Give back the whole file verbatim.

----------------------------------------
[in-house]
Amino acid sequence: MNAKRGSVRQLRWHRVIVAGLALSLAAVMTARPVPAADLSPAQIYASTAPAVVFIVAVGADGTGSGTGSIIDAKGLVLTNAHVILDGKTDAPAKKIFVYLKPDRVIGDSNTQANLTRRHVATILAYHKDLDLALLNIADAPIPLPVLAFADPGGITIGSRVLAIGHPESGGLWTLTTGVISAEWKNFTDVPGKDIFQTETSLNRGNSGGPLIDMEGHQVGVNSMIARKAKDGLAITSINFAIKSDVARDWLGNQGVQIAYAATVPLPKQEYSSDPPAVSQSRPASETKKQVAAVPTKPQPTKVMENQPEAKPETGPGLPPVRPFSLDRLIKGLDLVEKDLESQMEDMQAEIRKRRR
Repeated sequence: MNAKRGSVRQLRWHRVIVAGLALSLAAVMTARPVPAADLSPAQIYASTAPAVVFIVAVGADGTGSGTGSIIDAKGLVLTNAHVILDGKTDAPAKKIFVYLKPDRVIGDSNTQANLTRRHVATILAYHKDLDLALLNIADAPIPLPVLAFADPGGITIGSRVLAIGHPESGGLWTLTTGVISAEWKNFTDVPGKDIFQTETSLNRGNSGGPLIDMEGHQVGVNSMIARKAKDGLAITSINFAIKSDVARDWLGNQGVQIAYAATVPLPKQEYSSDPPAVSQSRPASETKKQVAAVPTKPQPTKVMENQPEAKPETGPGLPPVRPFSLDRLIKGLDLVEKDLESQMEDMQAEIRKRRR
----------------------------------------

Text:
[in-house]
Amino acid sequence: MNAKRGSVRQLRWHRVIVAGLALSLAAVMTARPVPAADLSPAQIYASTAPAVVFIVAVGADGTGSGTGSIIDAKGLVLTNAHVILDGKTDAPAKKIFVYLKPDRVIGDSNTQANLTRRHVATILAYHKDLDLALLNIADAPIPLPVLAFADPGGITIGSRVLAIGHPESGGLWTLTTGVISAEWKNFTDVPGKDIFQTETSLNRGNSGGPLIDMEGHQVGVNSMIARKAKDGLAITSINFAIKSDVARDWLGNQGVQIAYAATVPLPKQEYSSDPPAVSQSRPASETKKQVAAVPTKPQPTKVMENQPEAKPETGPGLPPVRPFSLDRLIKGLDLVEKDLESQMEDMQAEIRKRRR
Repeated sequence: MNAKRGSVRQLRWHRVIVAGLALSLAAVMTARPVPAADLSPAQIYASTAPAVVFIVAVGADGTGSGTGSIIDAKGLVLTNAHVILDGKTDAPAKKIFVYLKPDRVIGDSNTQANLTRRHVATILAYHKDLDLALLNIADAPIPLPVLAFADPGGITIGSRVLAIGHPESGGLWTLTTGVISAEWKNFTDVPGKDIFQTETSLNRGNSGGPLIDMEGHQVGVNSMIARKAKDGLAITSINFAIKSDVARDWLGNQGVQIAYAATVPLPKQEYSSDPPAVSQSRPASETKKQVAAVPTKPQPTKVMENQPEAKPETGPGLPPVRPFSLDRLIKGLDLVEKDLESQMEDMQAEIRKRRR